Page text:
It is rather interesting that the narrator, time and again, expresses his admiration for the exotic beauty of the Kol women whom he imaginatively identifies with the abstract concept of the ‘eternal feminine’. Their youthful virility, charm, the grace of their half-naked bodies, their habits and virtues are starkly juxtaposed to their male counterparts who appear to the narrator’s eyes as withered, haggardly and lacking in vitality. He chooses to direct his gaze more at these women going about their routine chores and indulgences in their pastimes, which implicitly brings in the contending notions of masculinities between that of the ‘cultivated’ native and the ‘barbaric’ indigenous native. A particular incident which the narrator recounts bring this issue directly to the fore when he, along with a group of men from the Kol community, set out on an expedition to kill a man-eating tiger. The anxieties surrounding the performance of ‘civilized’ masculinity, with the display of sheer courage and pragmatism, appear to be bearing down upon the ‘Saheb’ who is almost idolized by the ‘noble savage’ and his ‘uncivilized’ masculinity. This also explains why the narrator looks at the entire landscape of Palamau through a feminized, Romanticized lens. The flora and the fauna of the abundant wilderness hold a very feminine appeal to his sensual perceptions and he imagines himself as a solitary, Romantic dawdler exploring a virgin, unravished and unfamiliar landscape. Nature opens up a niche for not just self-reflection and Romantic philosophizing but enables him to implicitly negotiate with the discursive notions on race, civilization, culture, modernity, native identity, etc. Despite being a subject caught up in the modernizing machinery of the colonial powers, Chattopadhyay’s Romantic vision has a redeeming quality about it because it does not envisage the overpowering of the Kol legacy with any civilizing mission on the part of the British. He does bring in a reference to the Asuras, another indigenous group residing in the jungles of Palamau, commenting upon their proneness to extinction. However, he also critiques the civilizing missions of the hegemonic powers which he sees as robbing the indigenous communities of their very essence and uniqueness. Thus, on the one hand, while he is self-conscious about his own position as a ‘cultured’ native from the metropole (the seat of colonial power), on the other hand, he is also aware of its deterring influence on the indigeneity of certain groups. Unlike many of his contemporaries, Chattopadhyay acknowledges the cultural significance, legacy and authority of the tribal inhabitants of the primeval forests of Palamau, the knowledge of which he aspires to gain through his travels.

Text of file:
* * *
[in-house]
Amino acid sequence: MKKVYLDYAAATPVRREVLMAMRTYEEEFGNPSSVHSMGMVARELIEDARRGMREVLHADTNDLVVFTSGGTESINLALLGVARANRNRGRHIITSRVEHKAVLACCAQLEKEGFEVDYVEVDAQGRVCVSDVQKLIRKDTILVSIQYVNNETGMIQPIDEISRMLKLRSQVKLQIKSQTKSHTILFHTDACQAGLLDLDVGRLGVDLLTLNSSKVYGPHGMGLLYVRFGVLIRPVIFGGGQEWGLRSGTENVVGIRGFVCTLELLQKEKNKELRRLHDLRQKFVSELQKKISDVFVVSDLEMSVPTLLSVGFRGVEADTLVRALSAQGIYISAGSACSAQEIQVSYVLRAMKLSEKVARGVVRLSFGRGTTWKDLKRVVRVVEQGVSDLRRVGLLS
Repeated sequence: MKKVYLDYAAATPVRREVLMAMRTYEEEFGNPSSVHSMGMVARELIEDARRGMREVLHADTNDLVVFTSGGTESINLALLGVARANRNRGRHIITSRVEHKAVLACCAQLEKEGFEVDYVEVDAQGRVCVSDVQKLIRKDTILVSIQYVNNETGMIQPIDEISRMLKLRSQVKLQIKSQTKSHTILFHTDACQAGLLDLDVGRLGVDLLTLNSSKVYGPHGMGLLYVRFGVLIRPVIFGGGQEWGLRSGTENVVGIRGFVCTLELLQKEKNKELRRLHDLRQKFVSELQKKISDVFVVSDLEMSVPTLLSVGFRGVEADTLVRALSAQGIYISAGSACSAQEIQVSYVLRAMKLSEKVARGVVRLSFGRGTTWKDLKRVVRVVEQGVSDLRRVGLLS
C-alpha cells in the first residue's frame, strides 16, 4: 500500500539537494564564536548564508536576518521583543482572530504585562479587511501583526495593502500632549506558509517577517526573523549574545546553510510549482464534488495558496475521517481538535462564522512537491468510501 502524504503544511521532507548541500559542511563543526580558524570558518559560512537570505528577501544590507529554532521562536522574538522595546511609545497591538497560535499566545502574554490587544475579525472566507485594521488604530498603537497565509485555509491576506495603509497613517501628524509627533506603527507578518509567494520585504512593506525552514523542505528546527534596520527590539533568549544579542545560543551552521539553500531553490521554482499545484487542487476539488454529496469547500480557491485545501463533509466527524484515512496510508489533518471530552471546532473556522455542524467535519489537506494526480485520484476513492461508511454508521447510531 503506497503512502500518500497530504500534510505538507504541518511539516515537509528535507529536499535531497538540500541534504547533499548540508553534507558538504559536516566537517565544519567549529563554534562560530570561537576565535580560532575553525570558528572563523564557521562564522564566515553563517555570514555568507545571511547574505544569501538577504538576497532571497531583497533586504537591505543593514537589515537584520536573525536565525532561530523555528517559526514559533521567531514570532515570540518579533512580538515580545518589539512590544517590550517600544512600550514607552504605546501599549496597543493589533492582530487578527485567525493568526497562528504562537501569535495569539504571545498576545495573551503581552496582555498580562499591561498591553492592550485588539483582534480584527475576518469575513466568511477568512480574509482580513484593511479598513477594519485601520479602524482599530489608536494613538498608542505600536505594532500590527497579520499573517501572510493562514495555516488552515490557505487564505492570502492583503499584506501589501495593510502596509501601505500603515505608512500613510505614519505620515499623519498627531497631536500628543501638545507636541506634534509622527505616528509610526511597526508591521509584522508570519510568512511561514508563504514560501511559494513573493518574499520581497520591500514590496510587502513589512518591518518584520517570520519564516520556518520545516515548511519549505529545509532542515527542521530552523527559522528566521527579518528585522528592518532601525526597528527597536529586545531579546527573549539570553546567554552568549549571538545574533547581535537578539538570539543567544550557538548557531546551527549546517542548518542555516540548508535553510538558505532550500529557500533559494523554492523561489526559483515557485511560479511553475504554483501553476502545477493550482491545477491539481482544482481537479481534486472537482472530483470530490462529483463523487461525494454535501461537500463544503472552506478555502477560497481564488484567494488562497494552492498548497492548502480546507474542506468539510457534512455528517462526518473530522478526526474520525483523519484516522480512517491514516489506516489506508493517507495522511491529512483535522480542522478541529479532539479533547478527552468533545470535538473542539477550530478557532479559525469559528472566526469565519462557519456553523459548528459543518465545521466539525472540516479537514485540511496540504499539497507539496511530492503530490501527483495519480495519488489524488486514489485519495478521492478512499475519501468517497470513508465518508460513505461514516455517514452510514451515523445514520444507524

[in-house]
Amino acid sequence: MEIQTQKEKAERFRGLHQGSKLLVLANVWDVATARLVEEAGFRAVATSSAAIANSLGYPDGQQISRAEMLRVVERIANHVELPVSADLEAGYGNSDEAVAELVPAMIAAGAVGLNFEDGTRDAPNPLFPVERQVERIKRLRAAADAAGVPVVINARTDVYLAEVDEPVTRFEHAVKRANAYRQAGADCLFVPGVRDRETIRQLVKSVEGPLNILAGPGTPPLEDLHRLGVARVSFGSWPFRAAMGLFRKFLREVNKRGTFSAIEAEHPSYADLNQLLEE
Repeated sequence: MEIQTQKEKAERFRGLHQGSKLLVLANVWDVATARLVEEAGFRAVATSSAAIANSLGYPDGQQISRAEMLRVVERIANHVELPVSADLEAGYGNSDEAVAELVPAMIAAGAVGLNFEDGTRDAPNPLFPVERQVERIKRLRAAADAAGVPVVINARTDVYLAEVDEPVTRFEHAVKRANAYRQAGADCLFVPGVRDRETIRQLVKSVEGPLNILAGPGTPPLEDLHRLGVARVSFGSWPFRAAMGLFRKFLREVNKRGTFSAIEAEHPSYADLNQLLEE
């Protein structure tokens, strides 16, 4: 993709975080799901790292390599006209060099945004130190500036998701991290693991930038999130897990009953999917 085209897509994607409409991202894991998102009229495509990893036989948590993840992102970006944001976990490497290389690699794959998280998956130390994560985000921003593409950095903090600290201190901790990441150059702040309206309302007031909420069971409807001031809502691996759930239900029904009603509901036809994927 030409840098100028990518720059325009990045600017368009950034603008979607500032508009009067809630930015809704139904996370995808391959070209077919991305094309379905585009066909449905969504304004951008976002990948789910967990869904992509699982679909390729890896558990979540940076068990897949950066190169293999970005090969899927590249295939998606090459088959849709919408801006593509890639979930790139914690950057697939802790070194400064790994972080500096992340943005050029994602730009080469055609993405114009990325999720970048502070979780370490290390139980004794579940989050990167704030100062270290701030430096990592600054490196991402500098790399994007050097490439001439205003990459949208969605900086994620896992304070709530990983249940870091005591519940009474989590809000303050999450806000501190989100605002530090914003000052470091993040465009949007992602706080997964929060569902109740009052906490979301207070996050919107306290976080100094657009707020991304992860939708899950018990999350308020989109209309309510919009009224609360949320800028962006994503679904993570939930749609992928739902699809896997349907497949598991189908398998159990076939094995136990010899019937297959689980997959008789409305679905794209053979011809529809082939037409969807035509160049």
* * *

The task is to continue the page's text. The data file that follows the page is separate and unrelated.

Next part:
Palamau, as a narrative, incorporates within itself the intersectional possibilities of both the memoir and the travelogue forms of writing. The narrator undertakes not just a literal, physical journey by various modes of locomotion into the heart of a Romantic wilderness, but also embarks on a mental journey into the past when he sets down to recount his experiences. The problematic interplay of memory, reminiscence and the actual temporal framework of the events add to the introspective nature of the work. It opens up new generic possibilities for the narrator to deal with certain contending issues as he retrospectively assesses his experiences of youth from the vantage point of his mature years. The skillful blend of his past youthful exuberance at Palamau and his present wizened, more informed outlook upon his experience has an almost Wordsworthian resonance in underlining the communion he has achieved with Nature. Nature evolves to become a transcendental source of nurturing his Romantic insight for pondering upon the deeper levels of existence. The aesthetics of the picturesque landscape of Palamau has enabled him to undertake a metaphorical journey into self-actualization and fashion his own socio-ethnic sense of identity. The subtext of negotiating with the complex concepts of masculinity, race, hierarchy, modernity and civilization also remains palpably embedded within Chattopadhyay’s narrative. Thus, Palamau exists as a legacy of the colonial Bengali man engaging with travel and its associated discursive travails, desperately trying to constitute an idea of the self within the larger imaginary of the nation while also attempting to synthesize it with his own Romantic perceptions.

Stella Chitralekha Biswas is currently registered as a Doctoral candidate in the Department of Comparative Literature and Translation Studies at the Central University of Gujarat. Her research interests include studies pertaining to colonial Bengal, sexuality archives, prostitution discourses, gender studies, juvenile literature, pedagogy, speculative fiction, etc.


For more stories, read Café Dissensus Everyday, the blog of Café Dissensus Magazine.